9 September 2005 Optical alignment using the Point Source Microscope
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Proceedings Volume 5877, Optomechanics 2005; 58770B (2005) https://doi.org/10.1117/12.618165
Event: Optics and Photonics 2005, 2005, San Diego, California, United States
We give an example of a Point Source Microscope (PSM) and describe its uses as an aid in the alignment of optical systems including the referencing of optical to mechanical datums. The PSM is a small package (about 100x150x30 mm), including a point source of light, beam splitter, microscope objective and digital CCD camera to detect the reflected light spot. A software package in conjunction with a computer video display locates the return image in three degrees of freedom relative to an electronic spatial reference point. The PSM also includes a Koehler illumination source so it may be used as a portable microscope for ordinary imaging and the microscope can be zoomed under computer control. For added convenience, the laser diode point source can be made quite bright to facilitate initial alignment under typical laboratory lighting conditions. The PSM is particularly useful in aligning optical systems that do not have circular symmetry or are distributed in space such as off-axis systems. The PSM is also useful for referencing the centers of curvatures of optical surfaces to mechanical datums of the structure in which the optics are mounted. By removing the microscope objective the PSM can be used as an electronic autocollimator because of the infinite conjugate optical design.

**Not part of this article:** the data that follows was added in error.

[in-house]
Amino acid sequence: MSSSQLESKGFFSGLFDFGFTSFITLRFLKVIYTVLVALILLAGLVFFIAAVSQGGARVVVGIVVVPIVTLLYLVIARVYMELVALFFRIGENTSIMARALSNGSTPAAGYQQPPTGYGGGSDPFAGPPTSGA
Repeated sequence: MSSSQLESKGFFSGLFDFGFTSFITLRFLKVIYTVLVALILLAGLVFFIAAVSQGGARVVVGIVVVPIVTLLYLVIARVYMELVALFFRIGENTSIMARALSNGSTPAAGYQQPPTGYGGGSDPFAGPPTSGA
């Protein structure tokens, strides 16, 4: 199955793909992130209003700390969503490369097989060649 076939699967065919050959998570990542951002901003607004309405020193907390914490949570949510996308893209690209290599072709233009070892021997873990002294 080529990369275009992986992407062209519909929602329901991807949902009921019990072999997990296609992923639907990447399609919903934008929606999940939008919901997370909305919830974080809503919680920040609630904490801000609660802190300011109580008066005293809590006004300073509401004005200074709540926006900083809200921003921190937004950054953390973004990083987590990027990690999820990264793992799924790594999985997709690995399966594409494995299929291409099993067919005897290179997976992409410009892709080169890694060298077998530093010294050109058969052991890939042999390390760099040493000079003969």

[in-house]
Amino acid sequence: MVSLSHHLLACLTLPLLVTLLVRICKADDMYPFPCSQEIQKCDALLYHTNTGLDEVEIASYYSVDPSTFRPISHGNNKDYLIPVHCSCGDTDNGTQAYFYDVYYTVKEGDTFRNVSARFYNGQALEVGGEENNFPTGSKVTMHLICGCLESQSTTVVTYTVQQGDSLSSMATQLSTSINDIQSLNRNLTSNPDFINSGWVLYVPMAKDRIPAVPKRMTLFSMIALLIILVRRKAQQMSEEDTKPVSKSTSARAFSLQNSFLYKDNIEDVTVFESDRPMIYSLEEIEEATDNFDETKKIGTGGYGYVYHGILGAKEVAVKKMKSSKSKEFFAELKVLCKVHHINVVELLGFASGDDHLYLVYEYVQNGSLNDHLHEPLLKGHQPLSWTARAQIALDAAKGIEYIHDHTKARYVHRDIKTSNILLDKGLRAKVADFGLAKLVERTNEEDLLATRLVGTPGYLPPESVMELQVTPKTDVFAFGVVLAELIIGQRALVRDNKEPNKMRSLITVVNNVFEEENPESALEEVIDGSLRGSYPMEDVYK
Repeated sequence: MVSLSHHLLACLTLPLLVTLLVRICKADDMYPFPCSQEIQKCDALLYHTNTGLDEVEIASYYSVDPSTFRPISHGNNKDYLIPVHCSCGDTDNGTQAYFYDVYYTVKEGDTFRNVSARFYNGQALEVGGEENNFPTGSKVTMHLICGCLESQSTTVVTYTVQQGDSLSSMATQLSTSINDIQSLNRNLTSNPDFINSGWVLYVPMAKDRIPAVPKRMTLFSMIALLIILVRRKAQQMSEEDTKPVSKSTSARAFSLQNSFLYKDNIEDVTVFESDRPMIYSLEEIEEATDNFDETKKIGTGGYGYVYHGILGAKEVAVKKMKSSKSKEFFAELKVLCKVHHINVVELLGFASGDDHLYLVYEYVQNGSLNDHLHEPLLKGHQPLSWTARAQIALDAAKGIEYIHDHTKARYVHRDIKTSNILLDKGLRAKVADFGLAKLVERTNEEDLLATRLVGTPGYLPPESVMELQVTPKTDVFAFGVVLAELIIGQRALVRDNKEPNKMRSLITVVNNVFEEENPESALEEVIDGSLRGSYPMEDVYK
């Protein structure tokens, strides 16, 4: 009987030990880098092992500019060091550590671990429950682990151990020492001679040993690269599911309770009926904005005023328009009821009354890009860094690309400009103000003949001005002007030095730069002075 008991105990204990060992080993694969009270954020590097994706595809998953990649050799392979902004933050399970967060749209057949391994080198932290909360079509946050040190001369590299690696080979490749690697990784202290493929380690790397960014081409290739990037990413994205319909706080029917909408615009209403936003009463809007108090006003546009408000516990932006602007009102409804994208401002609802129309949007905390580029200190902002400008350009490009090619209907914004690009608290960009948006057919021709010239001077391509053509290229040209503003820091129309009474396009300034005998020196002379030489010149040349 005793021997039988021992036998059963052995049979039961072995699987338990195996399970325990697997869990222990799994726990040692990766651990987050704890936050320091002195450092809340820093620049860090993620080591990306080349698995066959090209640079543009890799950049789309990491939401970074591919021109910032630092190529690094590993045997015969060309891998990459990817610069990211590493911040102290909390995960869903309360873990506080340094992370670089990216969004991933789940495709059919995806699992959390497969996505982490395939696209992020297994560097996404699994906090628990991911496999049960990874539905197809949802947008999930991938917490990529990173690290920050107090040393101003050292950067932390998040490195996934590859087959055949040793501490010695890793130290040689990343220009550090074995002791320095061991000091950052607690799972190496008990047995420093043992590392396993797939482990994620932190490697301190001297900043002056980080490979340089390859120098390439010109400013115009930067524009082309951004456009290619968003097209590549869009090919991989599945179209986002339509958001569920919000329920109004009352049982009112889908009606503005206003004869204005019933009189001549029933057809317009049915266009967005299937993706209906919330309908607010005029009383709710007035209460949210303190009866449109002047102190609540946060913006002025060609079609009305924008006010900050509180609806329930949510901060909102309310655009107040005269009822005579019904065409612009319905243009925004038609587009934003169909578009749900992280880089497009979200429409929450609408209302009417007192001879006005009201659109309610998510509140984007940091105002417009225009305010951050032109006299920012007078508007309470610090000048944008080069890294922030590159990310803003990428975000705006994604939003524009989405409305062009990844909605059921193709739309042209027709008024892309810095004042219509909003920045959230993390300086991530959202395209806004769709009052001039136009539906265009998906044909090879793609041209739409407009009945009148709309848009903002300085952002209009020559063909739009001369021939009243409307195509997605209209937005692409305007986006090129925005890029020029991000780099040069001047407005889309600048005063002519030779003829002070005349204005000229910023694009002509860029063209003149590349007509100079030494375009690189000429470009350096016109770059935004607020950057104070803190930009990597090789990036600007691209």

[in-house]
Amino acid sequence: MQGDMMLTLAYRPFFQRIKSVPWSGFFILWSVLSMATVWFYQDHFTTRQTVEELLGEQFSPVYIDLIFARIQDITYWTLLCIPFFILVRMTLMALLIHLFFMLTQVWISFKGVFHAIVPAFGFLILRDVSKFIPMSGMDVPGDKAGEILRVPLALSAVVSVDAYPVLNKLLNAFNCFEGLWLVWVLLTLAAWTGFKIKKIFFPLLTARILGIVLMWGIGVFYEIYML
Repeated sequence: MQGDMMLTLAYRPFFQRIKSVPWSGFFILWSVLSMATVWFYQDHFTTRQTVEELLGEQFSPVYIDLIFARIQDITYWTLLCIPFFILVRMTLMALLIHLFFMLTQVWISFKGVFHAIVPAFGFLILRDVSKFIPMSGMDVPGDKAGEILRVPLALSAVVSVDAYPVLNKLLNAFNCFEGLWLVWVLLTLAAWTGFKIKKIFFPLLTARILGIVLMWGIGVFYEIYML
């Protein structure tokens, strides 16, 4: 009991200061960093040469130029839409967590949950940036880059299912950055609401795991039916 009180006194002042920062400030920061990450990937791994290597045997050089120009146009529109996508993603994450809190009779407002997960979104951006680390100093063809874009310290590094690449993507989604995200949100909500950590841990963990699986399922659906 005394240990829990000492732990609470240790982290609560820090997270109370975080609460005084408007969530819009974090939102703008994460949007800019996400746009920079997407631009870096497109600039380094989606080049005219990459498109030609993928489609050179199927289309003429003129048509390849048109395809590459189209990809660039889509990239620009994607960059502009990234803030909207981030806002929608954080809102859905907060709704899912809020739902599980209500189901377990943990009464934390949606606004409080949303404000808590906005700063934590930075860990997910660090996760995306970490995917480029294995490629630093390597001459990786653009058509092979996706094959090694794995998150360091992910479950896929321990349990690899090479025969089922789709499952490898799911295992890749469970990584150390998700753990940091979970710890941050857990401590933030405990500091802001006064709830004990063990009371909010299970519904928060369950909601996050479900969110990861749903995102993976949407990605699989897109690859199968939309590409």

© (2005) COPYRIGHT Society of Photo-Optical Instrumentation Engineers (SPIE). Downloading of the abstract is permitted for personal use only.
Robert E. Parks, William P. Kuhn, "Optical alignment using the Point Source Microscope", Proc. SPIE 5877, Optomechanics 2005, 58770B (9 September 2005); doi: 10.1117/12.618165; https://doi.org/10.1117/12.618165

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